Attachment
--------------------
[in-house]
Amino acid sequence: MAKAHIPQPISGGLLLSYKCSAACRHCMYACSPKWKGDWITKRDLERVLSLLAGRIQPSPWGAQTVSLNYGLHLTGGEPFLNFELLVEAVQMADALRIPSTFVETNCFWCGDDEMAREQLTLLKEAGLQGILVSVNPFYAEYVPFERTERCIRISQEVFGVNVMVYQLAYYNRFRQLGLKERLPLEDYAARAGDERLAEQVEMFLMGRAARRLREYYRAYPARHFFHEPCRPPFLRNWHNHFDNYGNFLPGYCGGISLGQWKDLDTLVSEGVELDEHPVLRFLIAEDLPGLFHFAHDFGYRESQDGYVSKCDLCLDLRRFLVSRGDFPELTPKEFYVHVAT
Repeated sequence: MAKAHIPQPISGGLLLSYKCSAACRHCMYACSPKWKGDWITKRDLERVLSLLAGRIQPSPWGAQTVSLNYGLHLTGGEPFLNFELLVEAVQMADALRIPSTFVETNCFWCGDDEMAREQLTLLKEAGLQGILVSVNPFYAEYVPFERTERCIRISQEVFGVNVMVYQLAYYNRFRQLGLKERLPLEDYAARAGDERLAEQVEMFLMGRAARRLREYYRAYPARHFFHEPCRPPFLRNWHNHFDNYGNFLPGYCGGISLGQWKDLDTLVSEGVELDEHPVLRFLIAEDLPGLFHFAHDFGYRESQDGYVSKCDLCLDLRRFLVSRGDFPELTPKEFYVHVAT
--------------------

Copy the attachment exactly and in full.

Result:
[in-house]
Amino acid sequence: MAKAHIPQPISGGLLLSYKCSAACRHCMYACSPKWKGDWITKRDLERVLSLLAGRIQPSPWGAQTVSLNYGLHLTGGEPFLNFELLVEAVQMADALRIPSTFVETNCFWCGDDEMAREQLTLLKEAGLQGILVSVNPFYAEYVPFERTERCIRISQEVFGVNVMVYQLAYYNRFRQLGLKERLPLEDYAARAGDERLAEQVEMFLMGRAARRLREYYRAYPARHFFHEPCRPPFLRNWHNHFDNYGNFLPGYCGGISLGQWKDLDTLVSEGVELDEHPVLRFLIAEDLPGLFHFAHDFGYRESQDGYVSKCDLCLDLRRFLVSRGDFPELTPKEFYVHVAT
Repeated sequence: MAKAHIPQPISGGLLLSYKCSAACRHCMYACSPKWKGDWITKRDLERVLSLLAGRIQPSPWGAQTVSLNYGLHLTGGEPFLNFELLVEAVQMADALRIPSTFVETNCFWCGDDEMAREQLTLLKEAGLQGILVSVNPFYAEYVPFERTERCIRISQEVFGVNVMVYQLAYYNRFRQLGLKERLPLEDYAARAGDERLAEQVEMFLMGRAARRLREYYRAYPARHFFHEPCRPPFLRNWHNHFDNYGNFLPGYCGGISLGQWKDLDTLVSEGVELDEHPVLRFLIAEDLPGLFHFAHDFGYRESQDGYVSKCDLCLDLRRFLVSRGDFPELTPKEFYVHVAT